Well, last weekend I rode two young horses, each of whom we bred, in the Shepherd Ranch Horse Trials in Solvang, Calif., and I think that the different rates at which they’re progressing is a good example of what I’m talking about.

Both horses are 5 years old, and they were born here at Phoenix Farm just two weeks apart. They spent the first seven or eight months of their lives living together before we separated them because one was a colt and one was a filly. We started working them as 2-year-olds in our usual program (ponying or longeing them three days a week), gave them several months off for the winter, then put them back into work in the spring of their 3-year-old year and started them under saddle. And that was when their physical and mental differences required the rate of their training to diverge.

Basically, if you think of them as two teenagers aiming for college, one went into the advanced-placement program to get ready and one needed additional tutoring and time to get ready. But they’re both going to get there.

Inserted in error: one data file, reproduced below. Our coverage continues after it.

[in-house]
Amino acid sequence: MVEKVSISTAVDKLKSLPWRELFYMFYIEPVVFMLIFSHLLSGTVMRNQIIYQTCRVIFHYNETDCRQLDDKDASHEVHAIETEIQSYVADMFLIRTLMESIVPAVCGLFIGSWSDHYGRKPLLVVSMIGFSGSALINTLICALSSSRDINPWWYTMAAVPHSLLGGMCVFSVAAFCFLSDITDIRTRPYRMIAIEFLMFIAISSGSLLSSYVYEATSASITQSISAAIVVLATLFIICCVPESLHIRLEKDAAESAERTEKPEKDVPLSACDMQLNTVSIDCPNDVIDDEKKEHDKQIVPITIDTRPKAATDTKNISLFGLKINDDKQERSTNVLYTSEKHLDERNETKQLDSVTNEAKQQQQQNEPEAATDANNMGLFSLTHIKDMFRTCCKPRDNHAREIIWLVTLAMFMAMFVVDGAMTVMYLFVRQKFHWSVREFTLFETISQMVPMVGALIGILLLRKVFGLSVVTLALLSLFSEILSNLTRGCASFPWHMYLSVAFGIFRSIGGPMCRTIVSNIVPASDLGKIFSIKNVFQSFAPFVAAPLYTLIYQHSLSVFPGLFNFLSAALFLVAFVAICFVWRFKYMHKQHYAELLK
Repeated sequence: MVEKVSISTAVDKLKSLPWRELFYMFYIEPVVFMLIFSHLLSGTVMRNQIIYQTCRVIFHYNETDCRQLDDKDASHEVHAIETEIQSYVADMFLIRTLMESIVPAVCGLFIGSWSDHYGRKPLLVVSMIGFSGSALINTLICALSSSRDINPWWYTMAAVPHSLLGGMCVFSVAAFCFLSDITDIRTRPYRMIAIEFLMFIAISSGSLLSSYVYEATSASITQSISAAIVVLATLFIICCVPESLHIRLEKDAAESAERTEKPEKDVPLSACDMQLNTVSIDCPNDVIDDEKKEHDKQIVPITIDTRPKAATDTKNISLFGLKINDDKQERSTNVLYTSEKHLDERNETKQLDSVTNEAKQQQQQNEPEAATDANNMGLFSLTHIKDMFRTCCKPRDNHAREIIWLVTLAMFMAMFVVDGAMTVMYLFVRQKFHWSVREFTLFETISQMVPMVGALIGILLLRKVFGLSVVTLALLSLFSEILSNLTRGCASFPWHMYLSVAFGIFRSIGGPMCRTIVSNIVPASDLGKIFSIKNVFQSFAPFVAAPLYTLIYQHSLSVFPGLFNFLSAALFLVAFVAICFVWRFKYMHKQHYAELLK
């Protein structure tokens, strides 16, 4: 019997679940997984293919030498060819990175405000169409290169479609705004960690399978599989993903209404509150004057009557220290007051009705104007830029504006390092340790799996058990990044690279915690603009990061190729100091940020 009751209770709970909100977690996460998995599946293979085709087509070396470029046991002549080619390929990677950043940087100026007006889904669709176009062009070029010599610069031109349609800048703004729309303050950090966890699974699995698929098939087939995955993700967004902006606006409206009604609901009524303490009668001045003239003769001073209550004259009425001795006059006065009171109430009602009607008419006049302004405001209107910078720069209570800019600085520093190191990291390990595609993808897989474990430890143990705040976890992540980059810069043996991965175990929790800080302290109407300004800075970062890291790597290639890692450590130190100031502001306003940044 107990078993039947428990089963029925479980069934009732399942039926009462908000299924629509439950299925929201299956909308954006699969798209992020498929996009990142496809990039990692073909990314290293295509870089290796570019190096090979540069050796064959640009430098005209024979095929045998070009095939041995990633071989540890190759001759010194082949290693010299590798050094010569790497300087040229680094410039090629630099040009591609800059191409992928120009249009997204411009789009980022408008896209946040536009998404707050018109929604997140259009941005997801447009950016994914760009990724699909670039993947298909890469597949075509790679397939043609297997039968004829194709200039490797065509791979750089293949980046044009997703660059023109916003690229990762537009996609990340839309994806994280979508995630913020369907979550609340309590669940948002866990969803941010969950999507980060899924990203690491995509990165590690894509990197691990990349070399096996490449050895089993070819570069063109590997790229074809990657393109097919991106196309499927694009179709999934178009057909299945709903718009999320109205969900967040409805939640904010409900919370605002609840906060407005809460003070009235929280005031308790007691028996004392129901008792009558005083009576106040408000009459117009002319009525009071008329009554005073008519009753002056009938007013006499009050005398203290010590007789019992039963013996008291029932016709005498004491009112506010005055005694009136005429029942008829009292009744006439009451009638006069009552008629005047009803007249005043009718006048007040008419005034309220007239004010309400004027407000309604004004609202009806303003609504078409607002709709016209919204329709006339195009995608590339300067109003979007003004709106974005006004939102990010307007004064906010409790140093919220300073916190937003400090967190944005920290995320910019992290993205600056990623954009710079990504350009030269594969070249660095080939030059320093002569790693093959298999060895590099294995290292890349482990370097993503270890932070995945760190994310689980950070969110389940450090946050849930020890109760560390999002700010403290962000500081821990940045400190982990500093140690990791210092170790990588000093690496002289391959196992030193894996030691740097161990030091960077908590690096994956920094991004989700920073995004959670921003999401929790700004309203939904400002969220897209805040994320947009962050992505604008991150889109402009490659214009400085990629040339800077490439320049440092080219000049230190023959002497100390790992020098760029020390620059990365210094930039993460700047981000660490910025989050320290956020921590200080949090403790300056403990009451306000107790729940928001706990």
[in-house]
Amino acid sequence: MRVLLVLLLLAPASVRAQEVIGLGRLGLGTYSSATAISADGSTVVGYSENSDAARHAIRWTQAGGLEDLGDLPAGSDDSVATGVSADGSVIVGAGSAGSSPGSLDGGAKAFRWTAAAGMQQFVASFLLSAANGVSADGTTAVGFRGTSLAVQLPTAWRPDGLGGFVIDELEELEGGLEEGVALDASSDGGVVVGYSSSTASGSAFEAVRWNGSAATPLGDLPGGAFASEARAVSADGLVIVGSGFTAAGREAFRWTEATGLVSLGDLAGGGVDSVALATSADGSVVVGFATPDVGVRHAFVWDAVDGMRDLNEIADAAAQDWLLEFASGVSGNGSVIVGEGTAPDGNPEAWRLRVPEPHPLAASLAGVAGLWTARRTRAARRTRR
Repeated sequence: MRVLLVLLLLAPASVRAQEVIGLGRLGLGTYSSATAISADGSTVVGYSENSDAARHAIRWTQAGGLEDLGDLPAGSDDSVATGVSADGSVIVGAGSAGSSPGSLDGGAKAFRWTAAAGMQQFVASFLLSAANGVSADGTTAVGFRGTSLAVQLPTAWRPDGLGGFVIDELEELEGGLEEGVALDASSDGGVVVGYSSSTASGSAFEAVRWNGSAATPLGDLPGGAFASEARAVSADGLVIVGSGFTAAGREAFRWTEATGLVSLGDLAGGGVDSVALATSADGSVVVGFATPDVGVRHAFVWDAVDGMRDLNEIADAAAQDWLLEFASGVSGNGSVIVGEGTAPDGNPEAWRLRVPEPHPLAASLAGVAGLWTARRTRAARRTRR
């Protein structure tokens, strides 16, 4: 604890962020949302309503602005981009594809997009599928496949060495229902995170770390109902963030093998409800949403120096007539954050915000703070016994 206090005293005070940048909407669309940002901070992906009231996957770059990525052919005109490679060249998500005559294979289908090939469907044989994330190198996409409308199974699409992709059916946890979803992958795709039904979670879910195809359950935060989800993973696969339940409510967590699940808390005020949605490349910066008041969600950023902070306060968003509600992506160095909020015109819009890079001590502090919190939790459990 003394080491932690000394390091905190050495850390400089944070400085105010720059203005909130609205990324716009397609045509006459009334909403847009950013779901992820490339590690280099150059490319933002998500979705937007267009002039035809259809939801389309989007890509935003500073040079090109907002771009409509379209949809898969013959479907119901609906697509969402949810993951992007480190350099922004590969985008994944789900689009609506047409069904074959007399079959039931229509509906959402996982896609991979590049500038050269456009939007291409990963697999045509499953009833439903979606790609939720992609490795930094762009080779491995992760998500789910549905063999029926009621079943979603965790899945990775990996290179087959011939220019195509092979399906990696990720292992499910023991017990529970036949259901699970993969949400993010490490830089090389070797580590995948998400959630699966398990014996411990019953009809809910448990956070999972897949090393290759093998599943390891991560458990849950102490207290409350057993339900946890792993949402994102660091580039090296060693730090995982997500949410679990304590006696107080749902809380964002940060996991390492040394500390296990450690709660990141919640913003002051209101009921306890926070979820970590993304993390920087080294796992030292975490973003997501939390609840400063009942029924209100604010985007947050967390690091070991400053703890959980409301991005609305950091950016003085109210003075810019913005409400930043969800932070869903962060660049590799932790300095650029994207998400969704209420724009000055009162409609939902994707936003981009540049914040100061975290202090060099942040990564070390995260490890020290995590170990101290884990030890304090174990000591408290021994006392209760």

Bella (Phoenix Bellisima) is the AP student. If she were a girl in your class, she’d be the tall, lanky, quiet one who sits in the front row. She would quietly offer answers to the teacher’s questions, and her answers would always be correct. She’d also be the leader of whatever group the teacher put her in, and she’d be the first to hand in her work.

In real life, she’s always eager to come in from the field to work, she walks eagerly down to the ring to get started schooling or marches up the hill on hacking days, and I have to move quickly to stay in front of her when she loads on a trailer.

A year ago, Shepherd Ranch was Bella’s first event; I started her at the introductory level (and she finished second). This year Shepherd Ranch was her first training level start, having progressed through the beginner novice and novice levels since then. Bella stopped twice at the ditch in the rail-ditch-rail combination, which wasn’t shocking because her challenge at the moment is obstacles with no height (ditches and down banks). Bella is very leggy (rather like a spider), and she has trouble sorting out her legs when there isn’t a jump to navigate.